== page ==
As Gov’t Failed to Provide, Anarchists Stepped in to Help Fire Refugees Living in a Walmart Parking Lot
As Gov’t Failed to Provide, Anarchists Stepped in to Help Fire Refugees Living in a Walmart Parking Lot By Matt Agorist – The Free Thought Project
The default sentiment among those who cannot think outside of the government is that people in need will starve if the government doesn’t step in and help them. While governments do provide necessary aid some of the time, the reality is that under nearly every government in the world, people starve while their rulers use their tax dollars to gorge themselves on gourmet dinners and live lavish lifestyles.
When people claim that the state is necessary in order to provide charity, often times they completely dismiss the fact that this “charity” is money taken from other people and redistributed. While there is certainly a benefit to the recipient, handing out someone else’s money is hardly a noble feat.
In reality, government charity is not charity at all. It is a bureaucracy that demands something in return, forces compliance, and is purely conditional. Think about it. Millions of people give to actual charities all over the world. Checks pour into places like the March of Dimes and St. Jude. But no one writes checks to the United States welfare department.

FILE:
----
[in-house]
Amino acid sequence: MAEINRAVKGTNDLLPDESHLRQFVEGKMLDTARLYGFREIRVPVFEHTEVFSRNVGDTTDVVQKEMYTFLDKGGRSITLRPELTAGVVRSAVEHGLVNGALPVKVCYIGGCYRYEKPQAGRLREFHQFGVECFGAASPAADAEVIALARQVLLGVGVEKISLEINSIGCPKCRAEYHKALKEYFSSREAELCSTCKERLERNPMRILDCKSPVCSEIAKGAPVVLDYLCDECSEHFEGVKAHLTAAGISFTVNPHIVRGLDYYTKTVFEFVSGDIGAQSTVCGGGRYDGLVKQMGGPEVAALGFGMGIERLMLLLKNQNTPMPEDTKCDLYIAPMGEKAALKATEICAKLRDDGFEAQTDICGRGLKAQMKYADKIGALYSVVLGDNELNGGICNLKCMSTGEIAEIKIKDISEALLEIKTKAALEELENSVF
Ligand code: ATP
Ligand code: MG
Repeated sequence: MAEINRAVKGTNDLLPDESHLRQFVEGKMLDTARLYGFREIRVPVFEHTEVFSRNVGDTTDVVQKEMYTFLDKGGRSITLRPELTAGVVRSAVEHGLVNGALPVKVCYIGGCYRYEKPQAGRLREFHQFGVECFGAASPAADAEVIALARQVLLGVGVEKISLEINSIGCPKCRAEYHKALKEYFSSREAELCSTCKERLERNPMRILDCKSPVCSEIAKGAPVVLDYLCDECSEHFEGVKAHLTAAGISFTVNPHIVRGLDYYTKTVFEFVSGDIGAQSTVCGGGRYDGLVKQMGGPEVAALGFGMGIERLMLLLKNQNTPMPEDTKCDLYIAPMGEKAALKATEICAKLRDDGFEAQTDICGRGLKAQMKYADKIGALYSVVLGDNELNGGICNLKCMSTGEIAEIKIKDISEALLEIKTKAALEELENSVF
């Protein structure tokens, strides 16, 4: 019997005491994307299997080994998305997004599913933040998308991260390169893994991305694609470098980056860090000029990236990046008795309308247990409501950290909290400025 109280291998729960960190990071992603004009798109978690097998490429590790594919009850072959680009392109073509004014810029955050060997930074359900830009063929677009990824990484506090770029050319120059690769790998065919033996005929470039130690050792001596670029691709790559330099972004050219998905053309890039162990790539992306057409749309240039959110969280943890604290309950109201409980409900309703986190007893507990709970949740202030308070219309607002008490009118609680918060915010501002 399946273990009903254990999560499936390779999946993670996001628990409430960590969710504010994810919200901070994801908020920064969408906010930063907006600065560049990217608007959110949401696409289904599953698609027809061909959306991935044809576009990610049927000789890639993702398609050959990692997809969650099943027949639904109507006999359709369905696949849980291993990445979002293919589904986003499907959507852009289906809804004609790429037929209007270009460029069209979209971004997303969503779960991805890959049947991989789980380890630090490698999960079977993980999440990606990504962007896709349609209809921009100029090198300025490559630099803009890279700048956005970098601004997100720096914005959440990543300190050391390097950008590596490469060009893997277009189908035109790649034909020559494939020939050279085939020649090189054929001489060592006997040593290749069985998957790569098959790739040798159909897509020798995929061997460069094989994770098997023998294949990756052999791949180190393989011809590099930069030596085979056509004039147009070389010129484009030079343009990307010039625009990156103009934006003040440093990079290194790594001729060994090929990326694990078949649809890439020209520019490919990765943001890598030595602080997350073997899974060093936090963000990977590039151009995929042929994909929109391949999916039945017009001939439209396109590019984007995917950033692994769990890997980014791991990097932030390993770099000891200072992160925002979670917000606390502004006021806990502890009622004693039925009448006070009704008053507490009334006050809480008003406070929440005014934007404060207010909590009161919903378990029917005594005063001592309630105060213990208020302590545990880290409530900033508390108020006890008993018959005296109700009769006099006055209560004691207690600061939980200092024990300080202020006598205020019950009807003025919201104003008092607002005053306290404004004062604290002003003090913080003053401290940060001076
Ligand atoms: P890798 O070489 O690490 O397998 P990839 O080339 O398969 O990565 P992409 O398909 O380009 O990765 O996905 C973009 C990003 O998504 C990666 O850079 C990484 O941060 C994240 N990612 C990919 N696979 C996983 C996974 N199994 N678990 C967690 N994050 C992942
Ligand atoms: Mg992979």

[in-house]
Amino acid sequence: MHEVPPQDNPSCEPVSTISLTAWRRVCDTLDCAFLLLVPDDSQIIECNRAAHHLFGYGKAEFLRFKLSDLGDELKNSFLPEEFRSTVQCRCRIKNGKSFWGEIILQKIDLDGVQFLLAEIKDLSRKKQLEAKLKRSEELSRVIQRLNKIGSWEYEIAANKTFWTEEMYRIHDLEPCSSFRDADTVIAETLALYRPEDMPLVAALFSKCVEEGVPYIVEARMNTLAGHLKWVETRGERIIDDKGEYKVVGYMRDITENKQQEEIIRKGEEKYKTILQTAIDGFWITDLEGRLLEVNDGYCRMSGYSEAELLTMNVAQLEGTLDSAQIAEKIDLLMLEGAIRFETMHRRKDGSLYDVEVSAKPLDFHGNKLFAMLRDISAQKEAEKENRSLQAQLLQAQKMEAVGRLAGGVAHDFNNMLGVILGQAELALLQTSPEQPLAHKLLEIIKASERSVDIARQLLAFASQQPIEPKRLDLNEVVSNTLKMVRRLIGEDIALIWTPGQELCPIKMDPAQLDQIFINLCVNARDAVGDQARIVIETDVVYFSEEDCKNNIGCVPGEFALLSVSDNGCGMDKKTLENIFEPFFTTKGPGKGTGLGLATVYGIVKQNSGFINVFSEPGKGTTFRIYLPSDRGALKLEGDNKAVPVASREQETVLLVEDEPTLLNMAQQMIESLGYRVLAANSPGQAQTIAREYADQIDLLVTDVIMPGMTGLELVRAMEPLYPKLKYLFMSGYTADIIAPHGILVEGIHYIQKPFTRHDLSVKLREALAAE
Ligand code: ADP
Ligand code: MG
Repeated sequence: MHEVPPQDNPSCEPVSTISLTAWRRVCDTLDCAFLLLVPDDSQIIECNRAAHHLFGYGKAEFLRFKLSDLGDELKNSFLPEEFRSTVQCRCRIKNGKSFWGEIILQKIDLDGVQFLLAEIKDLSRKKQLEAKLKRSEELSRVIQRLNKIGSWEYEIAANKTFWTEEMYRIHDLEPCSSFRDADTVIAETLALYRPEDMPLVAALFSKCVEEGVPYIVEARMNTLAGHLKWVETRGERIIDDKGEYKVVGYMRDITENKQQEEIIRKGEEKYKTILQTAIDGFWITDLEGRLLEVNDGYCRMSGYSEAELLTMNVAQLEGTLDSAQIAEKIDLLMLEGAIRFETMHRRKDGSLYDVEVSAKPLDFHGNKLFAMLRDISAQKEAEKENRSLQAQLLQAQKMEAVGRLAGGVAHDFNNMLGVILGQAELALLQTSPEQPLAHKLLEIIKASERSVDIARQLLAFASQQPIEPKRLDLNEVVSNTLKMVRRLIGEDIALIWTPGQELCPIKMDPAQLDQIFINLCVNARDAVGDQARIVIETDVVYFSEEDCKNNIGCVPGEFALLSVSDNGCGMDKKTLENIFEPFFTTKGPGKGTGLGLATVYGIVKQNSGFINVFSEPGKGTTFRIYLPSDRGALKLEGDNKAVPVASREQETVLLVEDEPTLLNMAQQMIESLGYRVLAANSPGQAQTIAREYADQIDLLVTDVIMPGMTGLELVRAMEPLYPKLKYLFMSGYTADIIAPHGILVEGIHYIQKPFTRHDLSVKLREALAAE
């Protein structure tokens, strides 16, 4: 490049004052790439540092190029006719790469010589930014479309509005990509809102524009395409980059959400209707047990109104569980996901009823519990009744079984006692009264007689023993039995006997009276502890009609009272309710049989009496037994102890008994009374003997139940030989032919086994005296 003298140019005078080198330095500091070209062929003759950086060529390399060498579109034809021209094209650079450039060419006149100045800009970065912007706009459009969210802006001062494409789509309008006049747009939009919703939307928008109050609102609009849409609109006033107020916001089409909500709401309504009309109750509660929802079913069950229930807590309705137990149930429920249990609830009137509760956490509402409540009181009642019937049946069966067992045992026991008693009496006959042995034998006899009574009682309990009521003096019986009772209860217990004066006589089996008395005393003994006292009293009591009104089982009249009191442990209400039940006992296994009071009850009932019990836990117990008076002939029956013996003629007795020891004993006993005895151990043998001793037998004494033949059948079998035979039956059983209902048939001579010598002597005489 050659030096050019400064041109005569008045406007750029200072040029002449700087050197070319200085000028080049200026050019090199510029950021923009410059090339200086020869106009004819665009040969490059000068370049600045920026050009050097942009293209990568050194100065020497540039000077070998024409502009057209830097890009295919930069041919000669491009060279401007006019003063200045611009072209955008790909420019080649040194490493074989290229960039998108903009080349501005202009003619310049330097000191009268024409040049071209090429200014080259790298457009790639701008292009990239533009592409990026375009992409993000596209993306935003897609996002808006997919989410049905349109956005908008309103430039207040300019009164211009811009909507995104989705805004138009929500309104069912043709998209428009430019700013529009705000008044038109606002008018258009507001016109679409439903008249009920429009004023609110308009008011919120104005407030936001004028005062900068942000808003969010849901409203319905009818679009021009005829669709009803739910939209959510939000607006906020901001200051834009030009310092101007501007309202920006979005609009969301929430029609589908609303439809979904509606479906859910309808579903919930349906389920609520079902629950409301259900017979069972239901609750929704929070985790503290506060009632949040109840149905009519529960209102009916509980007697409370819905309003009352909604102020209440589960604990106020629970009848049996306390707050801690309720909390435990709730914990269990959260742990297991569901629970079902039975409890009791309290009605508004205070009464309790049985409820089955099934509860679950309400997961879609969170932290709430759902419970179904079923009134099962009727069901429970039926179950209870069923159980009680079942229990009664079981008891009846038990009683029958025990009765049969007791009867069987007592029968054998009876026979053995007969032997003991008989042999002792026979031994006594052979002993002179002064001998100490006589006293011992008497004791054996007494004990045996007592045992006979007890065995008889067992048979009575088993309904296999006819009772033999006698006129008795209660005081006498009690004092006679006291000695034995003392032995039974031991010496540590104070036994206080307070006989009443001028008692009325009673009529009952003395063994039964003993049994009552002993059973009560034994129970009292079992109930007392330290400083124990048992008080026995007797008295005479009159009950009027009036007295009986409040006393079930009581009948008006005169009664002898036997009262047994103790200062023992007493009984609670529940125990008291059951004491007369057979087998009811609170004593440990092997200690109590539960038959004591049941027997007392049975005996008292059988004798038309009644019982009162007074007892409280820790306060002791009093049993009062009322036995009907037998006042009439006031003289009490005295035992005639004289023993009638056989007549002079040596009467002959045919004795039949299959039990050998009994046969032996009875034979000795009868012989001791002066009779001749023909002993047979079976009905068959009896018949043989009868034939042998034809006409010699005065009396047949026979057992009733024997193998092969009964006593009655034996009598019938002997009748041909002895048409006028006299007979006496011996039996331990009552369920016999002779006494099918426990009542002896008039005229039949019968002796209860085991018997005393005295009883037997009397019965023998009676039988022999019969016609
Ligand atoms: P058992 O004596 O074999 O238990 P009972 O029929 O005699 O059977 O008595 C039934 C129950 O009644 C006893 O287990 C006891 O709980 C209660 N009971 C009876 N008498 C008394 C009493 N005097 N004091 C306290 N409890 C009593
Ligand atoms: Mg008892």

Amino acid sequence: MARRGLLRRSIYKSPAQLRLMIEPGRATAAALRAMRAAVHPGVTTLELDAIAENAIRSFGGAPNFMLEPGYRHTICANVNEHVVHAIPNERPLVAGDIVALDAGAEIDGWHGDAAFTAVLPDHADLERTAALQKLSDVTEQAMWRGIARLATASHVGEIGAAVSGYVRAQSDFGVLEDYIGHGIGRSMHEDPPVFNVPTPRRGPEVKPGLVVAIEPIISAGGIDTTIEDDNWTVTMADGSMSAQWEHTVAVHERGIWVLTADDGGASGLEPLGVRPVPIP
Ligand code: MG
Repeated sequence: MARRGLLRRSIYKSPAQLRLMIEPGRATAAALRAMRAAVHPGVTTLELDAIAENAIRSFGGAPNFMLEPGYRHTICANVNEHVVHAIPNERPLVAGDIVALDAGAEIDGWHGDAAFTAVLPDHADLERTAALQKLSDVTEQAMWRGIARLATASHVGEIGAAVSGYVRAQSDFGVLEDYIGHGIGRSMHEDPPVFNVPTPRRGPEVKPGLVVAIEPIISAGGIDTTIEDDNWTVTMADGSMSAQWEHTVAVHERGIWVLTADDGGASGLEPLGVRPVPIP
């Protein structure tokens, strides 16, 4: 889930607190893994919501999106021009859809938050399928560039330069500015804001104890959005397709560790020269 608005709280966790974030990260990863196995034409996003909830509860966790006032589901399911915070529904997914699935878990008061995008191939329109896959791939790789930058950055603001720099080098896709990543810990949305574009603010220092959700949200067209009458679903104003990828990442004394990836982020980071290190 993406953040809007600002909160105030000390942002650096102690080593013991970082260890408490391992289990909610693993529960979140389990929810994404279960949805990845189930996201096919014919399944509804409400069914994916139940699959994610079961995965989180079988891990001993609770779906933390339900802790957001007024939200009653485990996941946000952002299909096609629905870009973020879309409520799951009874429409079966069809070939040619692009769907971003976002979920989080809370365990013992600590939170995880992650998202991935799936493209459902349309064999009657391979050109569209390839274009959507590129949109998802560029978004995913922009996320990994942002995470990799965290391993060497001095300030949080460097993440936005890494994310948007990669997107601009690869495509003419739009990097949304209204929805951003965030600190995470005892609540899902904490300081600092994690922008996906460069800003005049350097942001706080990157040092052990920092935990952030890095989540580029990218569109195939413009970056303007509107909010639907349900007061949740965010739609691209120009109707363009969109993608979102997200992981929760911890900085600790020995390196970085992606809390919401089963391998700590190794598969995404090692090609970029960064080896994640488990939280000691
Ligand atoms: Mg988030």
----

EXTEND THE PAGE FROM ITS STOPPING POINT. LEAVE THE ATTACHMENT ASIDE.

As Lawrence Reed notes, from start to finish, what private charities do is a manifestation of free will. No one is compelled to provide assistance. No one is coerced to pay for it. No one is required to accept it. All parties come together of their own, individual volition. And that’s the magic of it.
That magic recently manifested in California after wildfires destroyed homes and left thousands on the street. In the town of Paradise, which was utterly devastated when the Camp Fire swept through, a Walmart—which was already known for a place to give goods to those in need—became the site of that magic.
This case of citizens voluntarily coming together — without government — to help those in need, is particularly ironic as the individuals who carried out this charity were anarchists.
The Walmart in Paradise became a hub for some of the 50,000 residents who lost their homes in the wildfire. Those in need set up tents in the parking lot and Walmart actually encouraged it in the beginning. The place soon became known as “Camp Wallywood.”